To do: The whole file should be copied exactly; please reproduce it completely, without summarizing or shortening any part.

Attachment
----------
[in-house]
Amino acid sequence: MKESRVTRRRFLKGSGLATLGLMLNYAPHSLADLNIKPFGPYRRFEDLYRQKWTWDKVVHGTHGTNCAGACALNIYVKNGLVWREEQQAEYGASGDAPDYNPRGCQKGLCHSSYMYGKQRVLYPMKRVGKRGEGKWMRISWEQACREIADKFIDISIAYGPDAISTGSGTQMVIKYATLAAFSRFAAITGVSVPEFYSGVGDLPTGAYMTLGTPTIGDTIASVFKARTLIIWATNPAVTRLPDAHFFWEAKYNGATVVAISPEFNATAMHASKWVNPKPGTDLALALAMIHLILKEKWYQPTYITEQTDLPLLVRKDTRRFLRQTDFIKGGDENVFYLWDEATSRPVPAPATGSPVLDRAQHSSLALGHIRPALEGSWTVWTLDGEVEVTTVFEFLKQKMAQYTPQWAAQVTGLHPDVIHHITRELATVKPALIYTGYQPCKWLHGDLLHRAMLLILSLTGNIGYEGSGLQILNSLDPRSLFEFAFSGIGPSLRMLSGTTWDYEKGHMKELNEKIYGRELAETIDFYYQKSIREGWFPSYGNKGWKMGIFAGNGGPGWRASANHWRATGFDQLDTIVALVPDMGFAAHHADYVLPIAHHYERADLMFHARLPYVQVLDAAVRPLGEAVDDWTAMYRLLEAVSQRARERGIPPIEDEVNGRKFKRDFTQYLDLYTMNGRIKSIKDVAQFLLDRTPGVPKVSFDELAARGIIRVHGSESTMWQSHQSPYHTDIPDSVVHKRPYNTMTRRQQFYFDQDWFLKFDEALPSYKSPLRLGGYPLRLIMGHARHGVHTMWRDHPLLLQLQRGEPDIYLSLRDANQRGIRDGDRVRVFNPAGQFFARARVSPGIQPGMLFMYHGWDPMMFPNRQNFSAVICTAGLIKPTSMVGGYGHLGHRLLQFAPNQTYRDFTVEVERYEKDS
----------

[in-house]
Amino acid sequence: MKESRVTRRRFLKGSGLATLGLMLNYAPHSLADLNIKPFGPYRRFEDLYRQKWTWDKVVHGTHGTNCAGACALNIYVKNGLVWREEQQAEYGASGDAPDYNPRGCQKGLCHSSYMYGKQRVLYPMKRVGKRGEGKWMRISWEQACREIADKFIDISIAYGPDAISTGSGTQMVIKYATLAAFSRFAAITGVSVPEFYSGVGDLPTGAYMTLGTPTIGDTIASVFKARTLIIWATNPAVTRLPDAHFFWEAKYNGATVVAISPEFNATAMHASKWVNPKPGTDLALALAMIHLILKEKWYQPTYITEQTDLPLLVRKDTRRFLRQTDFIKGGDENVFYLWDEATSRPVPAPATGSPVLDRAQHSSLALGHIRPALEGSWTVWTLDGEVEVTTVFEFLKQKMAQYTPQWAAQVTGLHPDVIHHITRELATVKPALIYTGYQPCKWLHGDLLHRAMLLILSLTGNIGYEGSGLQILNSLDPRSLFEFAFSGIGPSLRMLSGTTWDYEKGHMKELNEKIYGRELAETIDFYYQKSIREGWFPSYGNKGWKMGIFAGNGGPGWRASANHWRATGFDQLDTIVALVPDMGFAAHHADYVLPIAHHYERADLMFHARLPYVQVLDAAVRPLGEAVDDWTAMYRLLEAVSQRARERGIPPIEDEVNGRKFKRDFTQYLDLYTMNGRIKSIKDVAQFLLDRTPGVPKVSFDELAARGIIRVHGSESTMWQSHQSPYHTDIPDSVVHKRPYNTMTRRQQFYFDQDWFLKFDEALPSYKSPLRLGGYPLRLIMGHARHGVHTMWRDHPLLLQLQRGEPDIYLSLRDANQRGIRDGDRVRVFNPAGQFFARARVSPGIQPGMLFMYHGWDPMMFPNRQNFSAVICTAGLIKPTSMVGGYGHLGHRLLQFAPNQTYRDFTVEVERYEKDS